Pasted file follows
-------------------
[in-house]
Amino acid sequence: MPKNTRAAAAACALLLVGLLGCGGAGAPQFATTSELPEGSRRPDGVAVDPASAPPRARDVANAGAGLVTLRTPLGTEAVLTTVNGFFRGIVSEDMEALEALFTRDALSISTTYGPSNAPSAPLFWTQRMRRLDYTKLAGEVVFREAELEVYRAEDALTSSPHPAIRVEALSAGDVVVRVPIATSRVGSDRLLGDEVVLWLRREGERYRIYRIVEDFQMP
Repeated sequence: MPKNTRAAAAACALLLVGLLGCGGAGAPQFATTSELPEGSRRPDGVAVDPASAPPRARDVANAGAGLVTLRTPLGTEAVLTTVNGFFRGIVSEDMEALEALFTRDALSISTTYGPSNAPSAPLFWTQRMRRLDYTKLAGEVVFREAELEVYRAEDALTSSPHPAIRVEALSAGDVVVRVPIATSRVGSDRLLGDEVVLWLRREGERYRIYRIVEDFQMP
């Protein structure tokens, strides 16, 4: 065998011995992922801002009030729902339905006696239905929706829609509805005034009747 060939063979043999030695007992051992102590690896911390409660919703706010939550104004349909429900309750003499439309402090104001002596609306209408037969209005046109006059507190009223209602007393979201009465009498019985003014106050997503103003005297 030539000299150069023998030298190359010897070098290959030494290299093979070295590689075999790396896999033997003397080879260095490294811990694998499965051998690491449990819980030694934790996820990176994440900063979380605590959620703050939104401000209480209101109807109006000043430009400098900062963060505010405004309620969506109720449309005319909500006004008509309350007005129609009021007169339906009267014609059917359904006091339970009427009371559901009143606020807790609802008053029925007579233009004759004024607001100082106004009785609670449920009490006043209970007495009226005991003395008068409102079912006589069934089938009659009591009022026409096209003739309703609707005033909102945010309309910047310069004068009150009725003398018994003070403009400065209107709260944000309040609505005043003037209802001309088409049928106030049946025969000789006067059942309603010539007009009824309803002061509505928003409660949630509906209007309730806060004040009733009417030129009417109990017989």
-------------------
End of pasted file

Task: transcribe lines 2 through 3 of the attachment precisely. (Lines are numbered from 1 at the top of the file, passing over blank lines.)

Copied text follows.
Amino acid sequence: MPKNTRAAAAACALLLVGLLGCGGAGAPQFATTSELPEGSRRPDGVAVDPASAPPRARDVANAGAGLVTLRTPLGTEAVLTTVNGFFRGIVSEDMEALEALFTRDALSISTTYGPSNAPSAPLFWTQRMRRLDYTKLAGEVVFREAELEVYRAEDALTSSPHPAIRVEALSAGDVVVRVPIATSRVGSDRLLGDEVVLWLRREGERYRIYRIVEDFQMP
Repeated sequence: MPKNTRAAAAACALLLVGLLGCGGAGAPQFATTSELPEGSRRPDGVAVDPASAPPRARDVANAGAGLVTLRTPLGTEAVLTTVNGFFRGIVSEDMEALEALFTRDALSISTTYGPSNAPSAPLFWTQRMRRLDYTKLAGEVVFREAELEVYRAEDALTSSPHPAIRVEALSAGDVVVRVPIATSRVGSDRLLGDEVVLWLRREGERYRIYRIVEDFQMP